Response actions by the user 99 comprise acknowledging, forwarding, deferring, deleting, and ignoring the message, and the like. Further the user 99 can create and send messages to other humans back to the communications system and the like. The communications system 90 is fully interactive with the user 99. Associated tasks and interaction requirements are any of a myriad of tasks and requirements that are attached to a message. These parameters are varied, and may be individualized to particular messages or messages associated with a particular mission or assignment. Scheduler feedback is automated feedback from the real time communications system 90 to the user 99 that indicates to the user 99 that the scheduler has done something to a message. For example, a scheduler feedback message might be one that informs the user 99 that a message has been deferred.

In alternative embodiments, scheduler feedback also comprises automated messages generated by communications scheduler 125. For example, in one embodiment when measurements of a user's 99 present GSR and breath moisture indicate that a user is becoming dehydrated, then an automated message is sent both to the user 99 and the user's commanding officer notifying them that the user is approaching dehydration. In this manner a commanding officer or medic can better monitor the health of his unit. In certain embodiments, automated messages are also generated, for example, to notify members of a unit when comrades are under attack or perished. A message's status comprises such states as pending, deleted, current, expired, acknowledged, deferred, and the like. The source contains information such as the identity of the sender, where the message is being sent from, and when the message was sent.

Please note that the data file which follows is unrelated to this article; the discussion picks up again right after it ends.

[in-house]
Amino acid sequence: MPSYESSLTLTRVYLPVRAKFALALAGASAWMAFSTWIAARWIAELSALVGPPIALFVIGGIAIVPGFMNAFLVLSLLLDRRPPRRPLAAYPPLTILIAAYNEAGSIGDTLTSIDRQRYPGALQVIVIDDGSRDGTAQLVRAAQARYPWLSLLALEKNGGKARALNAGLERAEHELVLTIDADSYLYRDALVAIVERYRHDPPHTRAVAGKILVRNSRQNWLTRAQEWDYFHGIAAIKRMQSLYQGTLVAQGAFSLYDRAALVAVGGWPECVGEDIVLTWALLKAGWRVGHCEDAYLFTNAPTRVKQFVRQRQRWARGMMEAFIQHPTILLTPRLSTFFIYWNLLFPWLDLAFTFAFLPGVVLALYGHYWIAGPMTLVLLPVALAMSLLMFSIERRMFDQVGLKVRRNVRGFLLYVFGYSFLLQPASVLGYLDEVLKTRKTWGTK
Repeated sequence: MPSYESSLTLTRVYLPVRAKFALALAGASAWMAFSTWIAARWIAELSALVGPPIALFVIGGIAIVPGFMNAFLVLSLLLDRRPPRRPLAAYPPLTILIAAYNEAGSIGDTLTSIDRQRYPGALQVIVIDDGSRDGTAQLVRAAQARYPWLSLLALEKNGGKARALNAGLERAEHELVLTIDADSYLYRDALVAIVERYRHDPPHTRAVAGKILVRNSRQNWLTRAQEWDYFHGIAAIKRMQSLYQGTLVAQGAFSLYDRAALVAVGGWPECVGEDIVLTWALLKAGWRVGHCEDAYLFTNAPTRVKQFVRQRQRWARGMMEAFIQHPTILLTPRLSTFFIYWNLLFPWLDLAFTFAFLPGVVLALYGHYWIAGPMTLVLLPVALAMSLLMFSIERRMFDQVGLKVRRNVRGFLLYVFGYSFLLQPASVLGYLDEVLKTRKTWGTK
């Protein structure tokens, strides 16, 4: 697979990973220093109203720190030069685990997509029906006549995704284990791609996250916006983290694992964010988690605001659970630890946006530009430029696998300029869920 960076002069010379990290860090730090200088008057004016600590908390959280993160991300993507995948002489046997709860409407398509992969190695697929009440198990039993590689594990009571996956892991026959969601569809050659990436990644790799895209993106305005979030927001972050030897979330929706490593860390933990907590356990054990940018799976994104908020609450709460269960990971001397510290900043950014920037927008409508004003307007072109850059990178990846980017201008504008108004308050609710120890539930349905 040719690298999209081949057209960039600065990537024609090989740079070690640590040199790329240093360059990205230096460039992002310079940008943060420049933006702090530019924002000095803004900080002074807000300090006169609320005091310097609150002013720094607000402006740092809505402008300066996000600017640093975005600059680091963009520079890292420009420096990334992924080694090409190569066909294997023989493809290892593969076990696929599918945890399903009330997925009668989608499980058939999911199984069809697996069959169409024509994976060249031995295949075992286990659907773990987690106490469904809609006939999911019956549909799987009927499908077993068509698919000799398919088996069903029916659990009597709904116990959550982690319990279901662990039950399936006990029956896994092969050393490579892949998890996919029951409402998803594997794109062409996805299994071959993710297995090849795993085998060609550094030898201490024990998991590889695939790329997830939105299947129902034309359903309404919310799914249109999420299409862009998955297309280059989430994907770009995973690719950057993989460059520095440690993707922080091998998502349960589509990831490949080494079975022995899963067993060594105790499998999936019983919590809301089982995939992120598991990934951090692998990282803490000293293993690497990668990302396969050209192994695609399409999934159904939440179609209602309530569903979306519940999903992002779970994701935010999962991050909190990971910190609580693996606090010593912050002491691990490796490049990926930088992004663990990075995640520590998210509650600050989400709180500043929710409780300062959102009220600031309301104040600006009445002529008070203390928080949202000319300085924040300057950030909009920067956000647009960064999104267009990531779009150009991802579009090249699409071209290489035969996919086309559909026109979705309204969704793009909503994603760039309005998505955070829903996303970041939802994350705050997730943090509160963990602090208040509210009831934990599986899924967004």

In one embodiment, the message characterization unit 130 applies user-defined criteria when determining a message's characterization profile. For example, a platoon leader in a military setting might indicate to the system that all communications from squad leaders and the company commander are high priority. He could further indicate that messages from other individuals, such as other platoon leaders, are high priority when the message content includes information about his current task. Additionally, the user 99 could set the communications scheduler such that, for example, if his engagement level, as indicated by a derived EEG measure form select sites and frequencies, is high, then medium and low priority messages not related to his current task are to be deferred. In one embodiment, message priority is set in the message characterization unit 130.